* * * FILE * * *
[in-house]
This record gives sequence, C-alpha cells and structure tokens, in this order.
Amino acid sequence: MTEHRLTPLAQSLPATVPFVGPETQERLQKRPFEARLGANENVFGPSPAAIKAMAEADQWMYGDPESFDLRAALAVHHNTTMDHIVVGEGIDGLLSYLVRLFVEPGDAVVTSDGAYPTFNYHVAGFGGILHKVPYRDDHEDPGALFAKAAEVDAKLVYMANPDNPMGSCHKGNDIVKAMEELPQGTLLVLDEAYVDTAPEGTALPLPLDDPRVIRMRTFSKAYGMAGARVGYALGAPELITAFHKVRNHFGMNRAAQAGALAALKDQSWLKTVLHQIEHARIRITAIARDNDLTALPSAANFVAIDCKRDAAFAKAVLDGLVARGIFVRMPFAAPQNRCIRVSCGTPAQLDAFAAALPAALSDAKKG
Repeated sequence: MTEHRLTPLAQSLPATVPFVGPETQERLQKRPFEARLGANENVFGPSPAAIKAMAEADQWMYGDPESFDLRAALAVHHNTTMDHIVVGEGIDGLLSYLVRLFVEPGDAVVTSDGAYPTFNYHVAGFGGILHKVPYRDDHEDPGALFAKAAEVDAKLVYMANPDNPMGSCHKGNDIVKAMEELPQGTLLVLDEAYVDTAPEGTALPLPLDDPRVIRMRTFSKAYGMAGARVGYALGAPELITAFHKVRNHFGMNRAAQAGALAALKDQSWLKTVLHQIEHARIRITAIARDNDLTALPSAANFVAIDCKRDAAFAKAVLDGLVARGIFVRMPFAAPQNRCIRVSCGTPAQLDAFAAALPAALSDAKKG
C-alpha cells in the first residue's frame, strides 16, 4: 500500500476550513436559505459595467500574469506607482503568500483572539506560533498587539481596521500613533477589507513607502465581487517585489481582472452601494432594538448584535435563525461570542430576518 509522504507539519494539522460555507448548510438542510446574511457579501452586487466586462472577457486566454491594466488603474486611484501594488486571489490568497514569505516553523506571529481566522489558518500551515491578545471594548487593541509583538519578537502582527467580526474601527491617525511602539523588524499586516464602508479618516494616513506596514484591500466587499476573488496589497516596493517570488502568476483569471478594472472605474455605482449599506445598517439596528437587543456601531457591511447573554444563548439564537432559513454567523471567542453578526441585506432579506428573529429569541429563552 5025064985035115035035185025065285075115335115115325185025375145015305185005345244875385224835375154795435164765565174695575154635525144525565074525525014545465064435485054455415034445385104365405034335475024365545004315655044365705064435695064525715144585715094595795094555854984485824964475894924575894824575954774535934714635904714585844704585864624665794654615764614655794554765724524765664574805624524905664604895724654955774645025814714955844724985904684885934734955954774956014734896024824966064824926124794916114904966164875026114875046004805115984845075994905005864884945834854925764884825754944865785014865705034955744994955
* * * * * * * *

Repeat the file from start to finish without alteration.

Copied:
[in-house]
This record gives sequence, C-alpha cells and structure tokens, in this order.
Amino acid sequence: MTEHRLTPLAQSLPATVPFVGPETQERLQKRPFEARLGANENVFGPSPAAIKAMAEADQWMYGDPESFDLRAALAVHHNTTMDHIVVGEGIDGLLSYLVRLFVEPGDAVVTSDGAYPTFNYHVAGFGGILHKVPYRDDHEDPGALFAKAAEVDAKLVYMANPDNPMGSCHKGNDIVKAMEELPQGTLLVLDEAYVDTAPEGTALPLPLDDPRVIRMRTFSKAYGMAGARVGYALGAPELITAFHKVRNHFGMNRAAQAGALAALKDQSWLKTVLHQIEHARIRITAIARDNDLTALPSAANFVAIDCKRDAAFAKAVLDGLVARGIFVRMPFAAPQNRCIRVSCGTPAQLDAFAAALPAALSDAKKG
Repeated sequence: MTEHRLTPLAQSLPATVPFVGPETQERLQKRPFEARLGANENVFGPSPAAIKAMAEADQWMYGDPESFDLRAALAVHHNTTMDHIVVGEGIDGLLSYLVRLFVEPGDAVVTSDGAYPTFNYHVAGFGGILHKVPYRDDHEDPGALFAKAAEVDAKLVYMANPDNPMGSCHKGNDIVKAMEELPQGTLLVLDEAYVDTAPEGTALPLPLDDPRVIRMRTFSKAYGMAGARVGYALGAPELITAFHKVRNHFGMNRAAQAGALAALKDQSWLKTVLHQIEHARIRITAIARDNDLTALPSAANFVAIDCKRDAAFAKAVLDGLVARGIFVRMPFAAPQNRCIRVSCGTPAQLDAFAAALPAALSDAKKG
C-alpha cells in the first residue's frame, strides 16, 4: 500500500476550513436559505459595467500574469506607482503568500483572539506560533498587539481596521500613533477589507513607502465581487517585489481582472452601494432594538448584535435563525461570542430576518 509522504507539519494539522460555507448548510438542510446574511457579501452586487466586462472577457486566454491594466488603474486611484501594488486571489490568497514569505516553523506571529481566522489558518500551515491578545471594548487593541509583538519578537502582527467580526474601527491617525511602539523588524499586516464602508479618516494616513506596514484591500466587499476573488496589497516596493517570488502568476483569471478594472472605474455605482449599506445598517439596528437587543456601531457591511447573554444563548439564537432559513454567523471567542453578526441585506432579506428573529429569541429563552 5025064985035115035035185025065285075115335115115325185025375145015305185005345244875385224835375154795435164765565174695575154635525144525565074525525014545465064435485054455415034445385104365405034335475024365545004315655044365705064435695064525715144585715094595795094555854984485824964475894924575894824575954774535934714635904714585844704585864624665794654615764614655794554765724524765664574805624524905664604895724654955774645025814714955844724985904684885934734955954774956014734896024824966064824926124794916114904966164875026114875046004805115984845075994905005864884945834854925764884825754944865785014865705034955744994955